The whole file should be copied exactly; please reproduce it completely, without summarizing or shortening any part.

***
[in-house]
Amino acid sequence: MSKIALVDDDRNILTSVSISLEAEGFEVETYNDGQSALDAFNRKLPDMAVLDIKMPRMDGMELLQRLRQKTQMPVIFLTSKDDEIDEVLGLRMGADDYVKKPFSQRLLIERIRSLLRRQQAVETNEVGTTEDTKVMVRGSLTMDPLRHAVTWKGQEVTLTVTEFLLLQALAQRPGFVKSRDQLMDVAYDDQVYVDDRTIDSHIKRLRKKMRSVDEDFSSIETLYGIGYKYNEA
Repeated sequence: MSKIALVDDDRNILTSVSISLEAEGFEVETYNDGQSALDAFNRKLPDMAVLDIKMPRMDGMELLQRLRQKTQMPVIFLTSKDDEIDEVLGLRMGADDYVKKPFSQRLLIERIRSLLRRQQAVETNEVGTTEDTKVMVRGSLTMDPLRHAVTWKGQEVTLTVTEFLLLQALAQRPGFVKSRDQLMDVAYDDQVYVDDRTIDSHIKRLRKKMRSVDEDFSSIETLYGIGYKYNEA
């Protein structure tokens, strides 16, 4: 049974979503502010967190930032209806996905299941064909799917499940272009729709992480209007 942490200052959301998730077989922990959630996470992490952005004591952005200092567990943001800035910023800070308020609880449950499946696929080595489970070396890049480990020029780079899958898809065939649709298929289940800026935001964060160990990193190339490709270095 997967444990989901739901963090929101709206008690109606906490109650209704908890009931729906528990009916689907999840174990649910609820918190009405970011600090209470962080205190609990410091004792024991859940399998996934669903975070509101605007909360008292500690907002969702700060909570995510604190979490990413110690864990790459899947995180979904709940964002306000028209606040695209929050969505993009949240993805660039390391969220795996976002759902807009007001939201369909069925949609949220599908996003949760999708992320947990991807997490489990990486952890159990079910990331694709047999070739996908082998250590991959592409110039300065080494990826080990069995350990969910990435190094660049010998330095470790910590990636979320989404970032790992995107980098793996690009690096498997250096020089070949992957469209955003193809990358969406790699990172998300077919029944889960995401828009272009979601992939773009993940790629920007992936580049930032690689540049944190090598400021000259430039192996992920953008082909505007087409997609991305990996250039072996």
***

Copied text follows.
[in-house]
Amino acid sequence: MSKIALVDDDRNILTSVSISLEAEGFEVETYNDGQSALDAFNRKLPDMAVLDIKMPRMDGMELLQRLRQKTQMPVIFLTSKDDEIDEVLGLRMGADDYVKKPFSQRLLIERIRSLLRRQQAVETNEVGTTEDTKVMVRGSLTMDPLRHAVTWKGQEVTLTVTEFLLLQALAQRPGFVKSRDQLMDVAYDDQVYVDDRTIDSHIKRLRKKMRSVDEDFSSIETLYGIGYKYNEA
Repeated sequence: MSKIALVDDDRNILTSVSISLEAEGFEVETYNDGQSALDAFNRKLPDMAVLDIKMPRMDGMELLQRLRQKTQMPVIFLTSKDDEIDEVLGLRMGADDYVKKPFSQRLLIERIRSLLRRQQAVETNEVGTTEDTKVMVRGSLTMDPLRHAVTWKGQEVTLTVTEFLLLQALAQRPGFVKSRDQLMDVAYDDQVYVDDRTIDSHIKRLRKKMRSVDEDFSSIETLYGIGYKYNEA
């Protein structure tokens, strides 16, 4: 049974979503502010967190930032209806996905299941064909799917499940272009729709992480209007 942490200052959301998730077989922990959630996470992490952005004591952005200092567990943001800035910023800070308020609880449950499946696929080595489970070396890049480990020029780079899958898809065939649709298929289940800026935001964060160990990193190339490709270095 997967444990989901739901963090929101709206008690109606906490109650209704908890009931729906528990009916689907999840174990649910609820918190009405970011600090209470962080205190609990410091004792024991859940399998996934669903975070509101605007909360008292500690907002969702700060909570995510604190979490990413110690864990790459899947995180979904709940964002306000028209606040695209929050969505993009949240993805660039390391969220795996976002759902807009007001939201369909069925949609949220599908996003949760999708992320947990991807997490489990990486952890159990079910990331694709047999070739996908082998250590991959592409110039300065080494990826080990069995350990969910990435190094660049010998330095470790910590990636979320989404970032790992995107980098793996690009690096498997250096020089070949992957469209955003193809990358969406790699990172998300077919029944889960995401828009272009979601992939773009993940790629920007992936580049930032690689540049944190090598400021000259430039192996992920953008082909505007087409997609991305990996250039072996």